Patrick Leigh Fermor knew some very interesting people. That is a fascinating way to learn some history.

Margaret @ BooksPlease said...

I'll write a post for Judith's meme on Friday - it's a good idea. Although I don't need any more books to read - I reckon that I've already got enough to keep me going for several years :)

Kay said...

Cath, I think you'll like Iron Lake. It's a really well done series. Wish I could knit, but I've tried and it just made me more nervous. I used to do cross-stitch, but I don't have any materials any more and the craft store is closed. Ah well. On a happy note, I did start a new book on my Kindle today and it's going well. My reading has been very 'messed up'. Hope this is a fresh start. Take care!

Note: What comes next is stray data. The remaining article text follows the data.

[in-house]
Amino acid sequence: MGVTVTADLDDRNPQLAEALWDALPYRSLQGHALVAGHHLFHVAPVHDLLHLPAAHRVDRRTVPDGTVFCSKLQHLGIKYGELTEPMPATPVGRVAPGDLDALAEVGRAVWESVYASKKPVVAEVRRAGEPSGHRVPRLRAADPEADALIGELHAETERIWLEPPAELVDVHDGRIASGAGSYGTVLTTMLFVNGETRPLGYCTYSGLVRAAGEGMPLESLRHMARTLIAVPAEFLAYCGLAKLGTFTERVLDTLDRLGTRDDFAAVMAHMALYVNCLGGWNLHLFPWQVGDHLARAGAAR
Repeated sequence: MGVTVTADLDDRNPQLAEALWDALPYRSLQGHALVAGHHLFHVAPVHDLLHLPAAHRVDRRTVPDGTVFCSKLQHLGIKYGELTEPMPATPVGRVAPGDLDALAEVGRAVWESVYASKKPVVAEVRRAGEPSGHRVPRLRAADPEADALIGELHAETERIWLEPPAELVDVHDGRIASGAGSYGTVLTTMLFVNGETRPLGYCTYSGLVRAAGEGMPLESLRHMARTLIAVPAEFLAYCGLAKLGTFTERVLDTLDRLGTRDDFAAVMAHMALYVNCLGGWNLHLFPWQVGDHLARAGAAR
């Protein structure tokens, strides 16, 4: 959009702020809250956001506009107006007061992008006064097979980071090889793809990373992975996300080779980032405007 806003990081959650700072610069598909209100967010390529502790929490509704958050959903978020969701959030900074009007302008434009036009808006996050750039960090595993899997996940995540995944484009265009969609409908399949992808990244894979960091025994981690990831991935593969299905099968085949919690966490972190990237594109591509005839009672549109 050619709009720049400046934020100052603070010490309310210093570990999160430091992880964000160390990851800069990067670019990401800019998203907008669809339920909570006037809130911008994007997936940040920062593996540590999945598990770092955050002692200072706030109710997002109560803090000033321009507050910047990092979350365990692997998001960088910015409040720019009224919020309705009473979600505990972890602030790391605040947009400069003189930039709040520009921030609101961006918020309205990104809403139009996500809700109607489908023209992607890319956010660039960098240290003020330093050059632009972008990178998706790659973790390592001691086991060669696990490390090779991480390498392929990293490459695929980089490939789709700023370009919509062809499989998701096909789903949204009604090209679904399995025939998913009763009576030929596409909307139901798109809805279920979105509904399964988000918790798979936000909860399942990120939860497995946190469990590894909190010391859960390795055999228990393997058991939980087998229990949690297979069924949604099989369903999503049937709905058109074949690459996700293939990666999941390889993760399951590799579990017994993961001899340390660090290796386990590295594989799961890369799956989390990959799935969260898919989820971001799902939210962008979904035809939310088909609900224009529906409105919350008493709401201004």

Judith said...

Hi Cath,
I'm well into Iron Lake and am loving it! Ken has it on his Kindle as well and he'll be starting it shortly.
And I'm so glad you're enjoying your knitting. It's the perfect craft for these times, don't you think?
And I've got to get back to good ol' Maisie Dobbs.
My favorite time of day is my afternoons now. I wake early, walk the dog the requisite mileage, clean up, and then remove myself from the world with my book-reading to be followed by knitting to an audiobook. That's my most serene time of day.

Cath said...

Pat: I must admit it isn't easy to find time for all the things I like to do so not all of them get done every day. The jigsaw I've just finished has been on the board for several weeks for instance. *Sends a big hug*

Val: Thank you. It's many years since I've done any knitting - I've been thinking about starting again for over a year and about a month ago finally decided to do something about it. Loving it.

Nice to see you around again, Val!